In case you are concerned that your child or students will get bored with the 3 apps, I can assure you this hasn’t happened in my classroom yet. The company does hope to add additional apps in the future, and they have made significant updates to the current ones over the last year. In addition, the Words app allows for customization so that you can basically create your own games using photos and words that you load yourself. (See instructions here.) This feature is tremendously powerful in a classroom setting. You can make Osmo a center to practice certain words, differentiate with several albums, and do class play to review vocabulary by mirroring your iPad on your screen.
There are two reasons that I recommend Osmo: it’s good for kids and the company is extremely supportive of its customers – particularly educators. If you are looking for a great gift to give a teacher (perhaps pooling money with several parents) or a unique gift to give to a younger family member, then Osmo is definitely a great choice. You can purchase Osmo directly from their website, or at an Apple store near you.
It’s not too early to start planning for this year’s Hour of Code! It’s December 8-14, and you know that November is going to fly by quickly.
Hour of Code is an initiative from Code.org with the purpose of getting students around the world exposed to programming skills. All of my GT students, 1st through 5th, participated last year (and even my Kinder students learned some programming when they started classes with me in the spring). Every student enjoyed it, and many took it into their own hands to learn more during Genius Hour projects and their own time at home.
Before you click on the “x” in the top right corner or hop to another website, hear me out. I am not a programmer, and knew very little about computer science before jumping into Hour of Code. I promise you that you do not need to be an expert in order to participate. Code.org provides very easy tutorials that walk you through programming activities. In fact, you can participate without using any kind of device at all by doing an “unplugged” activity. This is the perfect opportunity for your students to see your willingness to take risks and try things that are a little beyond your comfort level. The great thing is watching them rise to the occasion and solve their own problems when you truly don’t know the answer!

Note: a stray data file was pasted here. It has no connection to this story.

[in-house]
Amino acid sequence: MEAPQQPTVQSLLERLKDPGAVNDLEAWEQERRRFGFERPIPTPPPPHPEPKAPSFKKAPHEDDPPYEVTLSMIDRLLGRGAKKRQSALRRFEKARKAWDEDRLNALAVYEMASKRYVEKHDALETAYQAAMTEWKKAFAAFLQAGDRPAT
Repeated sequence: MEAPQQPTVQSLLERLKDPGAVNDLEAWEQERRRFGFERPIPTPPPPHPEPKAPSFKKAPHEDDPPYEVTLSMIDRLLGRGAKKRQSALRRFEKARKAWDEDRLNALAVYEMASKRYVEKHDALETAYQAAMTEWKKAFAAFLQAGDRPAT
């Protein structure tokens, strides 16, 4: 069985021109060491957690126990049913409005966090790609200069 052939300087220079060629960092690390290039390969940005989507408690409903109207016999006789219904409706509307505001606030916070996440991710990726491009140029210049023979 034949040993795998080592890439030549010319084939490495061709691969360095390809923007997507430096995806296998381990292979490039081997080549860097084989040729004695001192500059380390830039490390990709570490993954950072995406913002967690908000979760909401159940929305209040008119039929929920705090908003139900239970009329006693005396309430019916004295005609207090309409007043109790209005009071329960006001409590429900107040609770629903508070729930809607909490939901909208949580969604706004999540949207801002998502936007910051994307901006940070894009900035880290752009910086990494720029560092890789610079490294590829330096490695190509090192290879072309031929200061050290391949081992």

If you participated last year, it looks like you’re in luck. Code.org is promising new tutorials for this year. And, you may want to check out their Code Studio that was launched earlier this year.
You not only get to see each element, but demonstrations of them in action, such as the video of a hydrogen balloon exploding when exposed to heat.
Many of these are not demonstrations that could easily be done in a typical school science lab, so the videos are a good supplement to a hands-on curriculum.
Even if you do not have the elements in your scope and sequence, you may want to keep this site in mind for students who show an affinity or curiosity for science. It would be a great resource for independent research or Genius Hour projects.
I love hearing about the clever ways teachers group students in their classes. My daughter, who is in middle school, told me about using “clock buddies” in one of her classes. A different teacher gave them each a sheet with pictures on it, and they put a person’s name next to each one. When the teacher called out a picture, such as, “Eagle!” they would have to find the partner who corresponded to that picture.
I have been using Class Dojo to randomly make teams or select partners, but it isn’t exactly the fastest way to do it. Last week, I heard about an app called, “Team Shake,” which is so much faster! It does cost .99, so I just downloaded it to my phone rather than a school iPad. Once I input the names of the students for a class (or a club), all I have to do is choose the number of groups I want and shake to sort everyone immediately. Since I have multiple classes and clubs, I am able to save each one separately and load them whenever I need them.
Knowing I would be doing this post today, I did a little research to find some other ideas for grouping students. I ran across this gem by Genia Connell that has two of the ideas I already listed – plus eleven more! (And free downloads!) If you’re getting bored with always using the same method, you should definitely check out her suggestions! (I love the “Synonym Rolls” and the “iPartners”!)